I grew up as a missionary kid in a country where political and racial differences led to bloodshed and genocide.
This was not actively directed toward American missionaries. They were bystanders. Often they had no opportunity to intervene because the hostile actions occurred away from plain view. Friends of ours were killed in nighttime massacres. Others slipped over the borders to become refugees. I felt anxiety and helplessness from the American adults around me.
I also became interested in the Holocaust, repeatedly reading A Prisoner and Yet by Corrie ten Boom, a grittier version of The Hiding Place. It was helpful to see her faithfulness to God despite being in a concentration camp, but perhaps less encouraging to know she was there for standing in the way of racially motivated evil.
So in the present troubling time, how can I learn a better response when I personally witness the harassment and bullying of marginalized persons — a better response than helpless anxiety and the resulting shame?
Ervin Staub survived the Nazi invasion of Hungary and subsequent rounding up of Jews because of two acts of kindness from people he came to call active bystanders. He made this phenomenon his area of academic expertise as a professor at the University of Massachusetts at Amherst. His curriculum for schoolchildren teaches them how to be active bystanders in situations of public hatred and bullying.
This curriculum has as its goals that all persons leave the situation physically unharmed, that the target of hatred feels empowered and supported, and that the harm doer be invited into the possibility of change. The training I took on this altered my understanding of how to help in important ways, particularly the emphasis on de-escalation, distraction and empowerment of the target.
The story in John 8 where powerful men bring an adulterous woman to Jesus can be seen as illustrating some of the principles of being an active bystander. One difference is that they were using this to trap Jesus into being a target, but what Jesus did is still instructive.
“Moving beside the target signals to the target that they are not alone.”
First, Jesus stood by the woman rather than moving away; they were together inside the circle of harm doers. Moving beside the target signals to the target that they are not alone.
Then Jesus distracted the harm doers; he bent over and drew on the ground with his finger. Doing something unexpected — spilling one’s coffee, bursting into song, dropping a purse, faking a heart attack — can derail the intimidating focus of harm doers without escalating the hostility or becoming the target.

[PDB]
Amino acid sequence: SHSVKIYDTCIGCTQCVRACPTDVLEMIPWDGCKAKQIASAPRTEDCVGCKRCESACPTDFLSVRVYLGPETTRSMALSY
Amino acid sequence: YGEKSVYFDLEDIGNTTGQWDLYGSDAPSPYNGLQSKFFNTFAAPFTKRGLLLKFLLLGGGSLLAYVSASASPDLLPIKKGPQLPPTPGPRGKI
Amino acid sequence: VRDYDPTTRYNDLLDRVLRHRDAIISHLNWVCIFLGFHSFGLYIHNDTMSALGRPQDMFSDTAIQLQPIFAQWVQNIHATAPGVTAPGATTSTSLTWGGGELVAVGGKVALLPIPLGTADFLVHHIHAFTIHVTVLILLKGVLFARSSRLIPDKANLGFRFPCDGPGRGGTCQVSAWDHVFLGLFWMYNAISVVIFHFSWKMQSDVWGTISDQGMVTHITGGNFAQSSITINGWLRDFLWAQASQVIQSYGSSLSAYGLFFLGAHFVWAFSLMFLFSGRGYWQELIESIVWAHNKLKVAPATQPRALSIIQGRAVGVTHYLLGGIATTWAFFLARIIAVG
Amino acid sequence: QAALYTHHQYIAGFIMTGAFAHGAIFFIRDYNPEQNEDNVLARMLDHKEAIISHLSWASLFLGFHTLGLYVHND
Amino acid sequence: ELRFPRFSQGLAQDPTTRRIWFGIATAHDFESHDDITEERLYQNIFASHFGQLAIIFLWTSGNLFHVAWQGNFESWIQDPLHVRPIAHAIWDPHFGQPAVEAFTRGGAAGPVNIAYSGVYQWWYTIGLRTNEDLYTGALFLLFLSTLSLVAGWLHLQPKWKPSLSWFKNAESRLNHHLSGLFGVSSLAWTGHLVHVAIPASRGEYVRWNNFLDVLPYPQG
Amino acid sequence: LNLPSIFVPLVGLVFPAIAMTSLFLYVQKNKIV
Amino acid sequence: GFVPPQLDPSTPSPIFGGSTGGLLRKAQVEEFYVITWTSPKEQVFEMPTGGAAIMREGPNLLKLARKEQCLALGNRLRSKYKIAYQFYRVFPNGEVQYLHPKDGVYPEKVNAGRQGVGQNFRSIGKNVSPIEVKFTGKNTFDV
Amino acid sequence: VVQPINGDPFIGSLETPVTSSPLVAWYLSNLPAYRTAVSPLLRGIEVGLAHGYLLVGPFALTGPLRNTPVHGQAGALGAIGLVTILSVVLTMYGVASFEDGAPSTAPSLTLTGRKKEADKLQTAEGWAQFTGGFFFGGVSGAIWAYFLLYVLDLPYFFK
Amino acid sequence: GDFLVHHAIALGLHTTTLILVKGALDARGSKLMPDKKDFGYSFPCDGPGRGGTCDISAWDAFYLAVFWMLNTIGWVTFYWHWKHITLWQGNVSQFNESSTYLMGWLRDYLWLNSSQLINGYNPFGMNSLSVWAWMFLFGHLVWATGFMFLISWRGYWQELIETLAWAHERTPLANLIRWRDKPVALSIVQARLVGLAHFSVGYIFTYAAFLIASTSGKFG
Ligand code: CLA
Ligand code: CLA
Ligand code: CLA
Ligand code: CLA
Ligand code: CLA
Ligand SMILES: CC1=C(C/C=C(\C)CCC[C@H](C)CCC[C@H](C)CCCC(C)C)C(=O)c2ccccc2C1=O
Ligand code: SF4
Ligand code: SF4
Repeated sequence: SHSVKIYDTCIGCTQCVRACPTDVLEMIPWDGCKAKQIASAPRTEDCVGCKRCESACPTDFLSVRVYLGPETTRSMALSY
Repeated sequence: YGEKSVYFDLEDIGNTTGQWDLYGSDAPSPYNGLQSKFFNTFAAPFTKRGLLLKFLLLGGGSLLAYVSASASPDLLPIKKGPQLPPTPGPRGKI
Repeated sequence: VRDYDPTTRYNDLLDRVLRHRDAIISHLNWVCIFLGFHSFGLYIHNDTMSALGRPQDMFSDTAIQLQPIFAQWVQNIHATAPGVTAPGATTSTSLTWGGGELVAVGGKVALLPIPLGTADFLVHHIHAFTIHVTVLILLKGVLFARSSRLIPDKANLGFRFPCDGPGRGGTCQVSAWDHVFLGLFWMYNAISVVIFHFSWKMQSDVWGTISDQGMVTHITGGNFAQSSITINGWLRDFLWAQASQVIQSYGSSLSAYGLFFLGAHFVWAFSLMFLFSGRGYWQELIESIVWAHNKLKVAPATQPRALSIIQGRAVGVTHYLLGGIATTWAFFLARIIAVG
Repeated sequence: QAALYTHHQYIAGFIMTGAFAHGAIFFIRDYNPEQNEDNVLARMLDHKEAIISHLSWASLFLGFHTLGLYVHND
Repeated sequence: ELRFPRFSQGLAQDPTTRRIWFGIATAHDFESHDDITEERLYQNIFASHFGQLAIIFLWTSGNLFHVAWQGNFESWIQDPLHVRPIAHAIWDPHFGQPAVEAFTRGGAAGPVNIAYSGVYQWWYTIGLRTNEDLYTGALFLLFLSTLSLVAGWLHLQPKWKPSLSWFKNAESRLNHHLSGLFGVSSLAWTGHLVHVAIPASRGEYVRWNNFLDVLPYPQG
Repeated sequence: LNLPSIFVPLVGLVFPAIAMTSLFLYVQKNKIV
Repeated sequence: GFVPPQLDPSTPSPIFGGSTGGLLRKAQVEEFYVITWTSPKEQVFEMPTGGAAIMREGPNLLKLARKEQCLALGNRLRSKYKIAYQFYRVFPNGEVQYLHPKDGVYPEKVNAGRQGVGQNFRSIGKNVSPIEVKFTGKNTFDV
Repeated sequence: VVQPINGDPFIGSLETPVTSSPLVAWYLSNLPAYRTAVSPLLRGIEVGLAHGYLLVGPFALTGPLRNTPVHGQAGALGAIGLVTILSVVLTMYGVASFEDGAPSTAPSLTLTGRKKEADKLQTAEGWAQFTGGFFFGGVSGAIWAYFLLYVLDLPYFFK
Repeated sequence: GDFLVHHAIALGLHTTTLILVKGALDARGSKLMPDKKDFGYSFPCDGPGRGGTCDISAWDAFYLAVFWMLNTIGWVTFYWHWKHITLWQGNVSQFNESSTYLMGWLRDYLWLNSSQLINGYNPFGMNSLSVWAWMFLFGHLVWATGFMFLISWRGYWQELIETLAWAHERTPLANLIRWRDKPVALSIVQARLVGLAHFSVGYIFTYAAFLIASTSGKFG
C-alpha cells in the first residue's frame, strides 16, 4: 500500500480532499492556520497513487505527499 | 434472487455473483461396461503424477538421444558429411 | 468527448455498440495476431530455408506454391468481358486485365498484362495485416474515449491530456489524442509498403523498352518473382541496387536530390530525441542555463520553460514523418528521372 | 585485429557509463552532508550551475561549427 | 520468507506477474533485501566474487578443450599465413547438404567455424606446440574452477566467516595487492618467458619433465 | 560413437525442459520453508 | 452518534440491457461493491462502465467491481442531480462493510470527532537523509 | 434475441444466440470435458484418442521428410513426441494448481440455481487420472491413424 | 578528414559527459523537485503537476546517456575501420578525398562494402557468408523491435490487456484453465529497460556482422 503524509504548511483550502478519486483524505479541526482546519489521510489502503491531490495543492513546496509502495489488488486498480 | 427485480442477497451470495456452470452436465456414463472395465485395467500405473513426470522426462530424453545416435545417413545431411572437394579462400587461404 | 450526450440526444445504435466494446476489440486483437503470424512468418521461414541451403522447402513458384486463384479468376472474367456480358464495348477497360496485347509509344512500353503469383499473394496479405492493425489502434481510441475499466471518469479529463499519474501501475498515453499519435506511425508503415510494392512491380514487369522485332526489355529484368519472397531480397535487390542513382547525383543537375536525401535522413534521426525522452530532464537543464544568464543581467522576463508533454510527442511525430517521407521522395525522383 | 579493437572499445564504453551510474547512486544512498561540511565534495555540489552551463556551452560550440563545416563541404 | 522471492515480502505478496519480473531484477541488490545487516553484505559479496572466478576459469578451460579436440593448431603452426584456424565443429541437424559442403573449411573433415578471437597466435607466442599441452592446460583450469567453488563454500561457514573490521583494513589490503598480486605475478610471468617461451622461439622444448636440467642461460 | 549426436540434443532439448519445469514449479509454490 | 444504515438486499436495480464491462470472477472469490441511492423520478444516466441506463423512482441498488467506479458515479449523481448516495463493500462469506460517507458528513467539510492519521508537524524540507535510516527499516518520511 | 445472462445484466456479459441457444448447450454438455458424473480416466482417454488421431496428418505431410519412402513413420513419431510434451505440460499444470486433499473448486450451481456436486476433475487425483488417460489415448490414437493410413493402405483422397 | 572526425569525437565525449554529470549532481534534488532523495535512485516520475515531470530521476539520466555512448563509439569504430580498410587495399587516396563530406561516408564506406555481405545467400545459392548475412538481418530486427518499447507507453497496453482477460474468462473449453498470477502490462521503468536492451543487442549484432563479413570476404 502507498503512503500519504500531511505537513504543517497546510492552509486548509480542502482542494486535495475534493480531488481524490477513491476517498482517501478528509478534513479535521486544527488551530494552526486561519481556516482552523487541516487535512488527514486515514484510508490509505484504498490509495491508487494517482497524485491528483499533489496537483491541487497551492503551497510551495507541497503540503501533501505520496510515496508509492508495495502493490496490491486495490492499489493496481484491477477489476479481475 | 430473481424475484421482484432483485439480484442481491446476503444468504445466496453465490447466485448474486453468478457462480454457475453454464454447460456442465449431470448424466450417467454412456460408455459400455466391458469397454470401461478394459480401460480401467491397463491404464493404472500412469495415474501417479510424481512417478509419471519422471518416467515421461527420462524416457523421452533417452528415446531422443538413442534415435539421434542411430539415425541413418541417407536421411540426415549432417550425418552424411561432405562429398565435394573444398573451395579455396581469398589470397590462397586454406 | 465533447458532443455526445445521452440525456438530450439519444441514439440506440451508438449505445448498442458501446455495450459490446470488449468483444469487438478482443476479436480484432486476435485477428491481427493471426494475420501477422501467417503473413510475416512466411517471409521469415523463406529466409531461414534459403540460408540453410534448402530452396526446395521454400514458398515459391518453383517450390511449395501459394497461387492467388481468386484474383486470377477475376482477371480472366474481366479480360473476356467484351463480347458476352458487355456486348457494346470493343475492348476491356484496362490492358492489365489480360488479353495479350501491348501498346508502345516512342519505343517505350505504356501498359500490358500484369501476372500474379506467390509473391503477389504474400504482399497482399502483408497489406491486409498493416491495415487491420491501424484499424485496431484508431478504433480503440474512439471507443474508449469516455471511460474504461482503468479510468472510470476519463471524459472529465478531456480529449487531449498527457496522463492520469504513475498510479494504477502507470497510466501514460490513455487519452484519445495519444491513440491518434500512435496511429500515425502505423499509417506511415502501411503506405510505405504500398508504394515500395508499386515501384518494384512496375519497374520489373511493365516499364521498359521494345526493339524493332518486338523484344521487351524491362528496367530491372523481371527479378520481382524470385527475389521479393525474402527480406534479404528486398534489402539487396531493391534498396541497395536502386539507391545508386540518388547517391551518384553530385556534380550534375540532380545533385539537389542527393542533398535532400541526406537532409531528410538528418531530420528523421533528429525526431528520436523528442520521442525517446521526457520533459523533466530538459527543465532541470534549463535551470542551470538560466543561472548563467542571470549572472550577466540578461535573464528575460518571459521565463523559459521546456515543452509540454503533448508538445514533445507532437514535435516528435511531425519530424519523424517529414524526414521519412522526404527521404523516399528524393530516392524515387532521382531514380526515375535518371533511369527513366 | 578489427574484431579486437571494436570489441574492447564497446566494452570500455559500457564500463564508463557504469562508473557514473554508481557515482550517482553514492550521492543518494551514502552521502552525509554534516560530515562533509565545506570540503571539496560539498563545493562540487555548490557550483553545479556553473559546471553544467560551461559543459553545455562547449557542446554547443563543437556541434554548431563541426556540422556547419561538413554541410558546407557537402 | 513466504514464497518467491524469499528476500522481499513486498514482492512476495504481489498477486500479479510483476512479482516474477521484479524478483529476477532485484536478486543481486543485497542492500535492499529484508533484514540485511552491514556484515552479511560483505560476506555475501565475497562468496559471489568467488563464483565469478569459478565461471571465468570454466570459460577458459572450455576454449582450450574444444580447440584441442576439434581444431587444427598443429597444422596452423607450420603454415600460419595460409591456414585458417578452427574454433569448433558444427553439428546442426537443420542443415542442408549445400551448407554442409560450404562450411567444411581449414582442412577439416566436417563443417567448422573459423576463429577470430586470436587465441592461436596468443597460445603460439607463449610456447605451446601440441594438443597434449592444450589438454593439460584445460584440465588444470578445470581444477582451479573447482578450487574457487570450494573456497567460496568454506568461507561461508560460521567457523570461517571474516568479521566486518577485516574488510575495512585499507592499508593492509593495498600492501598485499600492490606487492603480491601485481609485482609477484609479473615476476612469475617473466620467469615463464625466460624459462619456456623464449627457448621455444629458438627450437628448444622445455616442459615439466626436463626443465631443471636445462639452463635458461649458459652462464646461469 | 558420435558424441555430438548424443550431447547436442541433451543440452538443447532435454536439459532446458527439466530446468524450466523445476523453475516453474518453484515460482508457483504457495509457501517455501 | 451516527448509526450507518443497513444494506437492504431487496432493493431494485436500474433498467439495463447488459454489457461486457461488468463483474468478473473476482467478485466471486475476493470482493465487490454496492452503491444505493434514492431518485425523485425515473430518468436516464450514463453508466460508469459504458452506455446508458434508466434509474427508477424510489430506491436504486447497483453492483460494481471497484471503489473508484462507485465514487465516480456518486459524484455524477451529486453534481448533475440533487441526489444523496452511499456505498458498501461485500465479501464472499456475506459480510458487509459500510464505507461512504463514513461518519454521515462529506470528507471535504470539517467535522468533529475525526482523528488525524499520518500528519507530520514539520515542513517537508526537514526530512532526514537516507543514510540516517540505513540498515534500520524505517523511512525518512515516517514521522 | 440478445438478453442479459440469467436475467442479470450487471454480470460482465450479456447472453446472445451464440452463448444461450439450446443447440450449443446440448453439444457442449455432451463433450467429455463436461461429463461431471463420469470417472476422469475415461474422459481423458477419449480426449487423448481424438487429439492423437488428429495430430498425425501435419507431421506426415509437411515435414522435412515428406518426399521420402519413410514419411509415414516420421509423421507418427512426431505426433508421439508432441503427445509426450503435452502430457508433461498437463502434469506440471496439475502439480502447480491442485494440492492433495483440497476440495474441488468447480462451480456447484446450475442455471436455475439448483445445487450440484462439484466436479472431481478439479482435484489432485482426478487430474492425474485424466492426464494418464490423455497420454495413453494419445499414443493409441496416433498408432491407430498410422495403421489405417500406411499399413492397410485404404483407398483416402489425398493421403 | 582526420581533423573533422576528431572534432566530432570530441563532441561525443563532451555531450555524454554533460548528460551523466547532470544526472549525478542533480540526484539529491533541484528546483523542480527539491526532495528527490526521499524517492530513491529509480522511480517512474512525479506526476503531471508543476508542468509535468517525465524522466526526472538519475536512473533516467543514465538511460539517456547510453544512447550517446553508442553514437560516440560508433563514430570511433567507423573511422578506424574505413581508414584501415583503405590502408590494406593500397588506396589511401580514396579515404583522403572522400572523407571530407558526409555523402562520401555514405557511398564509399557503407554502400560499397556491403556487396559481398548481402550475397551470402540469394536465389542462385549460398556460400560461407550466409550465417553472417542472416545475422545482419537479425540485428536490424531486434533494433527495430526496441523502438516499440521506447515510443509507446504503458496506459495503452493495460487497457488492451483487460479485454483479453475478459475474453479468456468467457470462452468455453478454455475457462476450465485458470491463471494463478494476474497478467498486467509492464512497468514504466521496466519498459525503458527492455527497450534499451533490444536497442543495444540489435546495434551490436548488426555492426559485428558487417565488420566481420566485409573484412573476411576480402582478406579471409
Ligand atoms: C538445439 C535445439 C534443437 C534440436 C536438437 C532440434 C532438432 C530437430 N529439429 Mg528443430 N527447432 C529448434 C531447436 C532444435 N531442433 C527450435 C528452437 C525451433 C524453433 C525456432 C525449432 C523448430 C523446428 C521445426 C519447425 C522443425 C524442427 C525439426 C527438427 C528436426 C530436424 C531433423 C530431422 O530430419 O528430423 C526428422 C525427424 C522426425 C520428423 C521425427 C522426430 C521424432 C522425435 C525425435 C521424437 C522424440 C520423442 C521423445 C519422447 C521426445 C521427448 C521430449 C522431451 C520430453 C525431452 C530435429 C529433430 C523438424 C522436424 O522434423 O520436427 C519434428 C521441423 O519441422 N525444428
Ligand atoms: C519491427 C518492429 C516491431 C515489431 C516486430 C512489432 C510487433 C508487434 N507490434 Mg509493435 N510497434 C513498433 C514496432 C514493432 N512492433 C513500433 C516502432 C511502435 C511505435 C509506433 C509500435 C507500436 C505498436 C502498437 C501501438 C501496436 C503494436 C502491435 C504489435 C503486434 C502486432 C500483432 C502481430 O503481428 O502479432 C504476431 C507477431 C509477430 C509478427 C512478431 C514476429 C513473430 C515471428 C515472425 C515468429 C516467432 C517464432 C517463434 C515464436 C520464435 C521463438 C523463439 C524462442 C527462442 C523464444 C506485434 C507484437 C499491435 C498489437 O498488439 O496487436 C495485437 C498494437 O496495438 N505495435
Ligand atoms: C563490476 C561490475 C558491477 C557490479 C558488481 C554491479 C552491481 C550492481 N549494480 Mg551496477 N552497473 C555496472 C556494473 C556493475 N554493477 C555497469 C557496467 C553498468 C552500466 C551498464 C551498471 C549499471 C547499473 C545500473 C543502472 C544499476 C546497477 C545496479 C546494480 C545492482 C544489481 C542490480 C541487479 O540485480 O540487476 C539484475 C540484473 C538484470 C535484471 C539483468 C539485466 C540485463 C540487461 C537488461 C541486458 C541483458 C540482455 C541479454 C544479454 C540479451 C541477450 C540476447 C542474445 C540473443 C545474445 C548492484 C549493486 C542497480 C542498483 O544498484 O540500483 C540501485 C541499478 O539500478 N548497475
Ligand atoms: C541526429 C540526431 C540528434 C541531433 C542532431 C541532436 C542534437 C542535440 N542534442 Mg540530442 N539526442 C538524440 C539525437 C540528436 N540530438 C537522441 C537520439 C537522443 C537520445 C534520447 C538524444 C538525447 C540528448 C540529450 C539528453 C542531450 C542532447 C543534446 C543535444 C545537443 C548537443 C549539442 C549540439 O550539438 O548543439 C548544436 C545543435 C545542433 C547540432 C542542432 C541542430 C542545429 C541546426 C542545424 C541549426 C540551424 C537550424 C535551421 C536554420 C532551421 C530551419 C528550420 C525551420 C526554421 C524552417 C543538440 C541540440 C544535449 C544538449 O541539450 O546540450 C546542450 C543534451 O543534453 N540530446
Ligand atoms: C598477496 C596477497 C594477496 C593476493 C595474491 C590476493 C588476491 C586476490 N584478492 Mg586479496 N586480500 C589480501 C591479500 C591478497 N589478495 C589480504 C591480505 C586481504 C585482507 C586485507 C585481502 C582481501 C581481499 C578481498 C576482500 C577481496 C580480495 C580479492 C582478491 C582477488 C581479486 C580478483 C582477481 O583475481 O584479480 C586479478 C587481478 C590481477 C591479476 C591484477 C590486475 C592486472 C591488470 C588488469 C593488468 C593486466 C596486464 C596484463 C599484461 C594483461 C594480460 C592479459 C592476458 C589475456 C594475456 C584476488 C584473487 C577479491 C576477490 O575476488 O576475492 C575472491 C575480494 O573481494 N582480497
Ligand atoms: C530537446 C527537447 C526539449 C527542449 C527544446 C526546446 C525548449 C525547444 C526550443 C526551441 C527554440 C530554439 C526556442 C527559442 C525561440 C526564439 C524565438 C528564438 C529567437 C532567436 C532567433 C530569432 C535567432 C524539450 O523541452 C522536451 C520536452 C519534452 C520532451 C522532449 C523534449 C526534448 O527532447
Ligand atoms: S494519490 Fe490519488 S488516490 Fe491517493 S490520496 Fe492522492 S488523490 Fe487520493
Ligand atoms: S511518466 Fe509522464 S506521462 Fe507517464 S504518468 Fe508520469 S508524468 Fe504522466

However, since Jesus also was the main target of their hostility, they continued asking him to judge the woman. Instead, he said, to no one in particular but to everyone as well, “If any of you have never sinned, you go ahead and throw stones at her.” Then he again began writing on the ground.
His challenge is similar to the action of looking for allies; we might say: “I’m not comfortable with what’s happening here. Are any of the rest of you also uncomfortable?” People have speculated that Jesus was writing names into the dirt of those in the persecuting crowd, and if so (although I don’t insist on this interpretation), he was documenting the event in a way that disrupted the mob.
Then he asked the woman: “Where is everyone? Is no one left here to accuse you?” This illustrates the practice of checking in with the target after the threat has dissipated to see what kind of support they continue to need. This also illustrates that an active bystander does not press help on an unwilling person. (Jesus’ last words to her — “sin no more” — are appropriate for only him to say.)
“Being an active bystander requires moral courage.”
Being an active bystander requires moral courage, the courage to take appropriate action in situations where harm is being done to a targeted person. It doesn’t seem like it will change the world immediately, to be honest, but it does seem like obedience to Jesus, who said, “Love your enemies.”
It also respects God, who has reserved judgment and vengeance to God’s self, and it shows love for both the neighbor who is being beset by hatred and intimidation and the neighbor whose fear has given way to possession by hatred and bullying behavior.
It is both wise as a serpent and as innocent as a dove, and it helps those of us prone to anxious helplessness think about our responsibility by giving us doable actions strategies to use in the midst of conflict.
Becky Ankeny lives in Newberg, Ore., and is a former professor at George Fox University. She is a Quaker and previously served as general superintendent of the Northwest Yearly Meeting of Friends. Her parents were Friends missionaries in Burundi, Africa, for three decades, and she spent much of her first 15 years there. She graduated from George Fox College in 1977 and received an MBA and Ph.D. in English from the University of Oregon. Her Ph.D. work was on the fiction of George MacDonald, a Victorian preacher and writer who influenced C.S. Lewis. She taught at Westmont College from 1986 to 1988 before returning to her alma mater, George Fox, to work as a professor of English and as an administrator from 1988 to 2011.